Bonsai is a process of dwarfing a tree through root and limb pruning and judicious application of water and fertilizers. With proper technique, almost any tree can be turned into a bonsai, including orange trees. Orange trees (Citrus sinensis, USDA zones 9-11) are not tolerant of cold air and must be kept indoors in cool months in northern climates. If given proper care, a bonsai orange will bear fruit just like its full-size counterparts.
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How to Bonsai an Orange Tree
Step 1: Choose a Healthy Sapling
Select a healthy orange sapling — one that has healthy roots and no broken limbs. Almost any orange tree will make a good bonsai. Potted citrus trees such as calamondin (Citrus x microcarpa, zones 10-11) or hardy oranges, such as trifoliate orange (Poncirus trifoliata, zones 5-9), which is not a true orange, adapt well to bonsai container culture.
Step 2: Decide on the Shape
Determine which style of bonsai shape the orange tree will get. Orange trees naturally have an upright shape that makes them a good for the formal or informal upright styles of bonsai. Other shapes for bonsai include slanting, cascade and semi-cascade.
Step 3: Prune Roots and Plant Tree
Rinse the soil from the tree's root ball and prune away about one-third of the tree's roots. Decide which direction will be the front of the tree. Shape the tree so that it will look appropriate when viewed from that side. Bonsai trees typically are shaped so that they have an asymmetrical appearance with alternating branches. Plant the tree in a container with bonsai potting soil or a citrus potting mix. Leave the tree in this container for one year before transplanting it into a bonsai container.
Step 4: Wrap and Bend the Tree
Wrap the trunk of the tree loosely in a clockwise pattern with annealed copper wire to avoid damaging the bark. Bend the tree gently into shape, but stop before the breaking point. If the tree will not bend completely, wait until it naturally assumes the new shape and try again. Loosen the wire when the tree grows to the point that the wire is almost tight. Once the tree grows naturally into the desired shape, remove the wire completely.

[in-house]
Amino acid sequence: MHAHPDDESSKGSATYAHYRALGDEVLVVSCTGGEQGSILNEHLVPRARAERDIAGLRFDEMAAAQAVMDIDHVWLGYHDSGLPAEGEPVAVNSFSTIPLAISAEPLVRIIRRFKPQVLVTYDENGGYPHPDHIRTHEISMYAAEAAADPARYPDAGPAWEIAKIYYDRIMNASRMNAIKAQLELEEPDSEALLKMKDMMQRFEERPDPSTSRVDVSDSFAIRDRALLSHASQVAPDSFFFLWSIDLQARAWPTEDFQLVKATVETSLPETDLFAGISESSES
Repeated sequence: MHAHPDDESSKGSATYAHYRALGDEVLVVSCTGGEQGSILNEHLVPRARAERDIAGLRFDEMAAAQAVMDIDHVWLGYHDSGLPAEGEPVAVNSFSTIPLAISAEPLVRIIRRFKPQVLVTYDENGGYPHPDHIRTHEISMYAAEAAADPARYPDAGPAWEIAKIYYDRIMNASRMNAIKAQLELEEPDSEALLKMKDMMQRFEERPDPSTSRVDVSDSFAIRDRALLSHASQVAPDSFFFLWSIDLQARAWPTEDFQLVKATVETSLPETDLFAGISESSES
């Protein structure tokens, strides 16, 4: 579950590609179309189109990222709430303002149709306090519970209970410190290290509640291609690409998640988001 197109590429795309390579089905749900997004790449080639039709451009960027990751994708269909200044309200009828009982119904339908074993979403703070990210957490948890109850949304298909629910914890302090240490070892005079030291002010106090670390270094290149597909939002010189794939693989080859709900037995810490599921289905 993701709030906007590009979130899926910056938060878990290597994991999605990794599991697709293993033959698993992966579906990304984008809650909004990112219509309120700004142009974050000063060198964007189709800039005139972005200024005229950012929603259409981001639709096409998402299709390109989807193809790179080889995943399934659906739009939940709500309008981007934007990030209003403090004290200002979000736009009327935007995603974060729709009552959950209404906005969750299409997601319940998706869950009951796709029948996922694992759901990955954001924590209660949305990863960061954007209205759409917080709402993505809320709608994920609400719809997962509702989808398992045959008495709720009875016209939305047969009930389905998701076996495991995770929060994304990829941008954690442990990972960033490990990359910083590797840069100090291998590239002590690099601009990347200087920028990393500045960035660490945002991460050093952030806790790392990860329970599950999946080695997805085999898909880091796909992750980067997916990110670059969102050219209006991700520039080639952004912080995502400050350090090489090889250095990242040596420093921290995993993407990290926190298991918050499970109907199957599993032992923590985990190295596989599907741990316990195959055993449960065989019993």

Step 5: Prepare the Potting Soil
Prepare potting soil for the final transplant, using a commercially packaged citrus potting mix. Grade the soil using a series of bonsai sieves with smaller and smaller holes. Discard any soil that will pass through a sieve with holes in it that are the size of window screening. This type of soil will form a clay that can block water from reaching the roots.
Step 6: Anchor the Tree
Thread electrical wire through the holes in the bottom of the potting tray. These will be used to anchor the tree in place. Place a mesh screen in the bottom of a bonsai tray. Pull the wire through two of the holes in the screen. Put a layer of the largest bonsai pebbles caught in the largest sieve into the tray, and add a layer of loam from the second sieve on top of the pebbles.
Step 7: Trim the Branches
Trim back the branches of the bonsai orange one week before transplanting. Cut back the orange tree limbs to the size that they were before planting the tree in the first pot.
Step 8: Trim Roots Before Replanting
Lift the tree from the pot and tease out the roots gently with your fingers. Cut back the roots so that only the primary roots and the tiny feeder roots that emerge from them remain.
Step 9: Anchor Tree and Plant
Place the citrus tree in the bonsai potting tray. Wrap electrical wire around the roots to hold the tree upright and in place. Work soil around the roots with a chopstick, starting with the soil in the next smallest size sieve and working outward. Cover the tray with moss when you have finished.
Step 10: Water the Tree Appropriately
Check the tree daily by inserting a finger 1 inch into the soil. Water with a turkey baster to avoid overwatering when the soil is dry to the touch.
Tracy Morris has been a freelance writer since 2000. She has published novels and numerous online articles. Her work has appeared in national magazines and newspapers including "Ferrets," "CatFancy," "Lexington Herald Leader" and "The Tulsa World." She holds a Bachelor of Arts in journalism from the University of Arkansas.